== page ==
The Trouble with Idealism

Today I discovered a problem I never knew I had.

I am an idealist. My mind races with idealistic thoughts, especially when it comes to my future.

I day dream of my ideal job: a thrilling reporting career spent interviewing interesting people, reviewing interesting food, and traveling interesting places to write about them.

Then, there’s the ideal house I’ll one day own: quaint, with an enormous kitchen fit for a chef, located on a little piece of farmland somewhere. I can go just outside for my fresh eggs in the morning; the view of valleys and livestock for miles and miles will start my everyday. However, my home will be close enough to a cute, little downtown where I can have lunch with my gal pals.

Onto the ideal significant other: godly, athletic, flawless. He’ll love me unconditionally and never be angered by my quirks– like how I’m a germaphobe but quite disorganized. He’ll be a free-spirit (kinda like me) who likes hiking and running and going to spur-of-the-moment events and shows. He’ll be a leader and never, never sin. No, no, no. My man will never sin. (Ha! I laugh as I write this!)

And you can’t forget my ideal children: sweet and innocent and attractive. They’ll never say a foul word about their mama. I’ll go to their baseball games on Thursday evenings and, on the weekends, we will have picnics in the park. They’ll dress all fancy for church on Sundays at our local Baptist congregation. I have all their names planned out; they will be mostly boys.

And, as I wrote all that, I found flaws in my logic. None of this perfect, future life of mine could really go as I plan. First off, there probably won’t be any interesting news to cover as a reporter if I live in a flippin’ countryside. And what if I have kids who don’t even like to play baseball? What if I have all girls? There’s no way I’ll have kids without flaws, cause I mean, look around… it’s preposterous. And it’s unlikely I’ll find a perfect man, unless of course it’s Jesus (but I’ve already found Him). Also, I don’t want to tend to chickens! I just want them to be there to give me eggs.

It’s really all just silliness. But you can’t say I’m alone in creating an ideal life for myself in my sweet little brain.

It’s safe to say most of us strive for perfection, because that’s what our society promotes and how our brains are wired. So, having perfect life-circumstances plotted out is fitting for our perfection-seeking selves. BUT IT’S CRAZY! It just sets us up for disappointment; it sets us up for feeling like we’re “settling;” it makes our expectations of others and ourselves and life unrealistic and unfair.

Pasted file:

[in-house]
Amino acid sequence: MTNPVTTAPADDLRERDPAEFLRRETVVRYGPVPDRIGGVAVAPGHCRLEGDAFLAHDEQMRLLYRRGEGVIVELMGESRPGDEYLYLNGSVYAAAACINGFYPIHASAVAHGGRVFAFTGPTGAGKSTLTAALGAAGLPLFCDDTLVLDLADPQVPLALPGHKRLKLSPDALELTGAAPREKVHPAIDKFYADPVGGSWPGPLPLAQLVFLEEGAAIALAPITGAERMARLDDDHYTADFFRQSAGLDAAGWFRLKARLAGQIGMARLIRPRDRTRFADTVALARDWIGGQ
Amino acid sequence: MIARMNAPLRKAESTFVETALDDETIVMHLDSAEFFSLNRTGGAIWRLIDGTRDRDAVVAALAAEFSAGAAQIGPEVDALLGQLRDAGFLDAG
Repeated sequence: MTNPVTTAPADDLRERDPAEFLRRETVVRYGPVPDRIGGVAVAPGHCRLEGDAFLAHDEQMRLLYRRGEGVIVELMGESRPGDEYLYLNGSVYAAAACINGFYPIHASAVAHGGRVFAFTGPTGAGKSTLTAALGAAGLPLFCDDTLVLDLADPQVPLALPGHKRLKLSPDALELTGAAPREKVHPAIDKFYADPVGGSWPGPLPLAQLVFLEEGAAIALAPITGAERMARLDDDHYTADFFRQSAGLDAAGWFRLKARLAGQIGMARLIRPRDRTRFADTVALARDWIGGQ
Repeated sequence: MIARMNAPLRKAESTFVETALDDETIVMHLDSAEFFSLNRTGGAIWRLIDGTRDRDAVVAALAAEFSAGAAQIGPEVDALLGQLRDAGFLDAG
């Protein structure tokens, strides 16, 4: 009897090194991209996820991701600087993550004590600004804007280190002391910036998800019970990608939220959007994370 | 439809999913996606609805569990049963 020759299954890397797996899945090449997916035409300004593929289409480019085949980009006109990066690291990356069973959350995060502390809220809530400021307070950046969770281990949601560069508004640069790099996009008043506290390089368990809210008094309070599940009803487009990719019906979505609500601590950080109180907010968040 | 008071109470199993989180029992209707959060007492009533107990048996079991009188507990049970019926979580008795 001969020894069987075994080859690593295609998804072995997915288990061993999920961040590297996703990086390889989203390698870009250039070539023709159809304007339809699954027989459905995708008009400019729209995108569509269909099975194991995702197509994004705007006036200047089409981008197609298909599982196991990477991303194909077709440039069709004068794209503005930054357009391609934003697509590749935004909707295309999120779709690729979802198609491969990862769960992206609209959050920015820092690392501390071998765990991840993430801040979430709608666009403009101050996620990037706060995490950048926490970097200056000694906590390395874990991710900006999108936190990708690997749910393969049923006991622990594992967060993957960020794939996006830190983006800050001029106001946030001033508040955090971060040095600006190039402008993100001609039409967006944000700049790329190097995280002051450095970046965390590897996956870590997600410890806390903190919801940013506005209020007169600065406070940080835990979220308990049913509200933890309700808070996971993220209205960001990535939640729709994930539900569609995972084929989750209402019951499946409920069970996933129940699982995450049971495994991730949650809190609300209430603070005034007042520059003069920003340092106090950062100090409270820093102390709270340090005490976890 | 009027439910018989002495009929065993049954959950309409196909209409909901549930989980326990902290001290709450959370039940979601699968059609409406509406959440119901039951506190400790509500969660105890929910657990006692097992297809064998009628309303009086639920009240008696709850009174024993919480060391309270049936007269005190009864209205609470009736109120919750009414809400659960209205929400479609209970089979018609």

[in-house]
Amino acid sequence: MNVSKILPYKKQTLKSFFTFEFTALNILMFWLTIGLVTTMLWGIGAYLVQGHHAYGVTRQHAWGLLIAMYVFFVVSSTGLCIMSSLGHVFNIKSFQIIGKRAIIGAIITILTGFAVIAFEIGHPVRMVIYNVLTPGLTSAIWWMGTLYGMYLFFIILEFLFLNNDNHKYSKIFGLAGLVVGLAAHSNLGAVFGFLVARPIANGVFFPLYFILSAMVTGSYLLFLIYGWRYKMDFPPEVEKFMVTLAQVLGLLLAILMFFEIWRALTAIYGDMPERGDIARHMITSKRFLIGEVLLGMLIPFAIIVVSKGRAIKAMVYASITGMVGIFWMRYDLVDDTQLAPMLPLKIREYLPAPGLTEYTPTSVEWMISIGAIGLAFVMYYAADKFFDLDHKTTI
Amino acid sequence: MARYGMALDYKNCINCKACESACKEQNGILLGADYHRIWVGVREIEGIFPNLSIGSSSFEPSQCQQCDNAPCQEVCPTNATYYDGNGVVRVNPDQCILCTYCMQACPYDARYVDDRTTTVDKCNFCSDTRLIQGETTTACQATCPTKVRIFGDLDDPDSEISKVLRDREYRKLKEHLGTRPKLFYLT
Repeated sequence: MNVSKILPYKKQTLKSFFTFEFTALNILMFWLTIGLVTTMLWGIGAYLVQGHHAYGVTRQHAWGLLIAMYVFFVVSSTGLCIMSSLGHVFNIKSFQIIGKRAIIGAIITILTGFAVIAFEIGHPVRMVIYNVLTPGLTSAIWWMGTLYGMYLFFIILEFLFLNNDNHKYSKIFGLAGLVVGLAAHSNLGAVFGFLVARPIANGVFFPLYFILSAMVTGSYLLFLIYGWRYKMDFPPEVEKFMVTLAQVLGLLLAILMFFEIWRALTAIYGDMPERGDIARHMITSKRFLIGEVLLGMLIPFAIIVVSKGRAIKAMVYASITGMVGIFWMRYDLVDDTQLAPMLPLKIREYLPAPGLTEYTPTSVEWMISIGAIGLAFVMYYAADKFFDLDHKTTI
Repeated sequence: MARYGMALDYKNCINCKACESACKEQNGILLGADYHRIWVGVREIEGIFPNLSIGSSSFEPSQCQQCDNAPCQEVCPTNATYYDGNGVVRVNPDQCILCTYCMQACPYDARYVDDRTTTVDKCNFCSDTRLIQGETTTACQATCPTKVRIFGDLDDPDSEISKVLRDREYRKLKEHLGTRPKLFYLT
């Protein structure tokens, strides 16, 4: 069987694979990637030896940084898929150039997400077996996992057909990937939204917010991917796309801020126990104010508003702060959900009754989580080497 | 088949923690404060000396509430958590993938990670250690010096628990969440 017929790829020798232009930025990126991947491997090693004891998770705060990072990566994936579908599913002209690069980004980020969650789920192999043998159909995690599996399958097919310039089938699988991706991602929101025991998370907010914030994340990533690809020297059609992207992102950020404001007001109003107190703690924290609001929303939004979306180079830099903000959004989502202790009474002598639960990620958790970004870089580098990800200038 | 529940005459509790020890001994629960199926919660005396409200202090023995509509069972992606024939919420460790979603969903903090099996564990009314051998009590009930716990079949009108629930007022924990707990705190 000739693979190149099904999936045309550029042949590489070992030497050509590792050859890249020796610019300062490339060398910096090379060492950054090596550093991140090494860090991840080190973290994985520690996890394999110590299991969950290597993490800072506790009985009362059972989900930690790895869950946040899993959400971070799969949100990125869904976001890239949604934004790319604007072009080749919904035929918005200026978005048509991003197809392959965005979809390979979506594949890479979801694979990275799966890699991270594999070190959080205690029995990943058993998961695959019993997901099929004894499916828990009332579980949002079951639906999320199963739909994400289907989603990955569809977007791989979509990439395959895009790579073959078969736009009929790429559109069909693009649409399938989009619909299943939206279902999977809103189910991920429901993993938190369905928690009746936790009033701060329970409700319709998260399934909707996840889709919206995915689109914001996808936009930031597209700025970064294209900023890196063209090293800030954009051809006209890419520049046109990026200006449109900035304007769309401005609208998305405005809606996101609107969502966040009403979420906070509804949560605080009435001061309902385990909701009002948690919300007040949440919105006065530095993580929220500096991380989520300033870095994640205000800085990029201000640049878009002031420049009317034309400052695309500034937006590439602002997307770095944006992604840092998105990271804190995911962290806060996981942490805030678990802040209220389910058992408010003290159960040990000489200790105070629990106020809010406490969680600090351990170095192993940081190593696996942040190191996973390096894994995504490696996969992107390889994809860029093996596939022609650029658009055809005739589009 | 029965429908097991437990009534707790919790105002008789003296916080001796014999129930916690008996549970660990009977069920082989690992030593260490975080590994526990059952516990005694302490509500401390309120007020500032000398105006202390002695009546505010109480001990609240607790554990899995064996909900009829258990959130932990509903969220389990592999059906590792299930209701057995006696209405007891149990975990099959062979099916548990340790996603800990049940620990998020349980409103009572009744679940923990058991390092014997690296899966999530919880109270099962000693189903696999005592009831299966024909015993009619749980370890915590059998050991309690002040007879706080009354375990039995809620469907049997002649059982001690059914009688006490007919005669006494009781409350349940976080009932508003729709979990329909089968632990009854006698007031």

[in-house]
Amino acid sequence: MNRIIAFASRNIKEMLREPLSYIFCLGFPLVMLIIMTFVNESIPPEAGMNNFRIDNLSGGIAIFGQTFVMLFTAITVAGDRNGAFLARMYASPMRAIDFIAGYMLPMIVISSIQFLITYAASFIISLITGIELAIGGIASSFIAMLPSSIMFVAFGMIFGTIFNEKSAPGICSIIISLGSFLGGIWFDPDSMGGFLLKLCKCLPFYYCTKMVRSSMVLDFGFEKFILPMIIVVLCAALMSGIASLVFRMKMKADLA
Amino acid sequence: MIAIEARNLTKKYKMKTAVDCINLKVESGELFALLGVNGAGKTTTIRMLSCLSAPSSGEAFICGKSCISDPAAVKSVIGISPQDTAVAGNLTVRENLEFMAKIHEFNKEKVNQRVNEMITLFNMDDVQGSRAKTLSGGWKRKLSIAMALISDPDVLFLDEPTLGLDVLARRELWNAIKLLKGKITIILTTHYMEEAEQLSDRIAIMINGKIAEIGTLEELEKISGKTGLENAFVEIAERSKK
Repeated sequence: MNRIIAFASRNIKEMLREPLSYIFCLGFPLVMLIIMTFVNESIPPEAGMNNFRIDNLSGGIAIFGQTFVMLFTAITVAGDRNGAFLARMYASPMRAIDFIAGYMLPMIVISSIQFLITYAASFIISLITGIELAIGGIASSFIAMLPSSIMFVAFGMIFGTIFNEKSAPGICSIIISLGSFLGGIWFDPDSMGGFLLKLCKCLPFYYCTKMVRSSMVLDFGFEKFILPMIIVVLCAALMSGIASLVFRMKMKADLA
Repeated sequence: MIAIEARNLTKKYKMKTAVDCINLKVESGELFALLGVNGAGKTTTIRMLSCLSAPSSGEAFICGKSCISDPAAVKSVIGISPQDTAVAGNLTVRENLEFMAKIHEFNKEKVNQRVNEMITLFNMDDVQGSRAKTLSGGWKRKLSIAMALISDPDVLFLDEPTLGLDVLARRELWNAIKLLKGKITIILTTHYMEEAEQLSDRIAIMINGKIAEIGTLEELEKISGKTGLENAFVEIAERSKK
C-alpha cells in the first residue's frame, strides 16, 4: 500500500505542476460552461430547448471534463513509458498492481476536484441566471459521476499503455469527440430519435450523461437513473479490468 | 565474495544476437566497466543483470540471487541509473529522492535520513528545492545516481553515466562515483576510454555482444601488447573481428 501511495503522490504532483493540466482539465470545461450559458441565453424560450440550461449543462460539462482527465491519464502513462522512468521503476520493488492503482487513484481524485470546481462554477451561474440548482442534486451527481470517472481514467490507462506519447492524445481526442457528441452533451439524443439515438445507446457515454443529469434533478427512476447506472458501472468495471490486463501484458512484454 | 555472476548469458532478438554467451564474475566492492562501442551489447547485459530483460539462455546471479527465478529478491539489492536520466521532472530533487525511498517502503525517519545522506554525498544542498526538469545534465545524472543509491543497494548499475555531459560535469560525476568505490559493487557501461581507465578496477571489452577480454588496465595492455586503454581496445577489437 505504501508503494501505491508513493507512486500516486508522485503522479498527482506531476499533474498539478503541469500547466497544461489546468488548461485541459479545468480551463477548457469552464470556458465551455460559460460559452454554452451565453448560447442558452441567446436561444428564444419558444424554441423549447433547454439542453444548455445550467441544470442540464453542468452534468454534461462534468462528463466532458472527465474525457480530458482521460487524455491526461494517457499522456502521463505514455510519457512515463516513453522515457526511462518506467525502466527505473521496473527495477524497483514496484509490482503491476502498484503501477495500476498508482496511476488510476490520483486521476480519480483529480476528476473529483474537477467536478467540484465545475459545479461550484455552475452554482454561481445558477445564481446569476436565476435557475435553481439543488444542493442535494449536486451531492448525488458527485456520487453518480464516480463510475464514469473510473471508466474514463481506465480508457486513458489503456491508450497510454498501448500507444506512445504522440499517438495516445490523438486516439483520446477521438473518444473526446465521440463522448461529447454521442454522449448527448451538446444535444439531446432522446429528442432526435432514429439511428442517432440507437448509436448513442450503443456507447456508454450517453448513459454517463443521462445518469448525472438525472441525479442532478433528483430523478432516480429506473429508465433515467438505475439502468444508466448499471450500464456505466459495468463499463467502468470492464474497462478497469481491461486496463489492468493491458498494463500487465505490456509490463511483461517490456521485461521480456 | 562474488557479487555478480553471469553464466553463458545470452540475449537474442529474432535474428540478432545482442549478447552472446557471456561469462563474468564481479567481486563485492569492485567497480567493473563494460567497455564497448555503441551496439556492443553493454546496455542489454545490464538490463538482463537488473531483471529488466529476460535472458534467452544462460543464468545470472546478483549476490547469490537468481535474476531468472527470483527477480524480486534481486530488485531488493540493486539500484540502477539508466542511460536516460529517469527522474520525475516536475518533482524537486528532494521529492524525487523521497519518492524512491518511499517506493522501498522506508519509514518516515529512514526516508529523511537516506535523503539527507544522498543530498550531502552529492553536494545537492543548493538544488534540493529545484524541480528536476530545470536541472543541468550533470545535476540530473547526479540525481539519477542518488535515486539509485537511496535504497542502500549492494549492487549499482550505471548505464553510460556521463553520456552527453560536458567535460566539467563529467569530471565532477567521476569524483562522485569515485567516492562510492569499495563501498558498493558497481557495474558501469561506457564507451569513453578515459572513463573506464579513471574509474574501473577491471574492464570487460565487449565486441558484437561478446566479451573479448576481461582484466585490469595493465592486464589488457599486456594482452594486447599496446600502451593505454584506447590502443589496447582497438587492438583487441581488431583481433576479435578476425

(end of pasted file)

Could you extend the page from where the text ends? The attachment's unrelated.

I hope this isn’t all  confused for me promoting people to have low-standards. I don’t think that’s good at all. I just think that it’s safest to have no standards at all. Eradicate standards!

To me and for me, standards suggest that we are entitled and we deserve some high level of satisfaction in life. Then, when our standard’s aren’t met, we realize we’ve been riding the wave of entitlement too long, we crash, we drown. Our pride is to blame for high-standards.

Standards assume that nothing bad or devastating will ever occur in life. And when they do, we cry out and question ‘why has God allowed this to happen?’ We fail to recognize the beauty in trial and the refinement that comes with tribulation.

Standards imply that God won’t or shouldn’t provide what He intends to provide for us; we should shape our own lives and not follow His pre-set model. When we work so hard on our own to “create a life,” how do we know we’re really giving God time and space to work? When my head is preoccupied with how to reach what I think lies ahead, I lose my willingness to serve God and my heart becomes less fixated on him. Instead, I should be confident that God’s great love will be enough and His plans will satisfy.

Standards are just unfair. They’re unfair to God. They’re unfair to our friends and family. They’re unfair to ourselves.

My plan is to drop my sense of entitlement, my idealistic nature, my standards. I plan to follow Christ and fixate on what He has called me, as a follower of Him, to do on this earth. I plan to pray when I don’t know what action to make next and to meditate on His words when life seems unfair.

But let me give you this, all you fellow idealists, you can dwell on the perfect, beyond-ideal nature of our God and the Promise of Heaven that is in store for us when our time comes.


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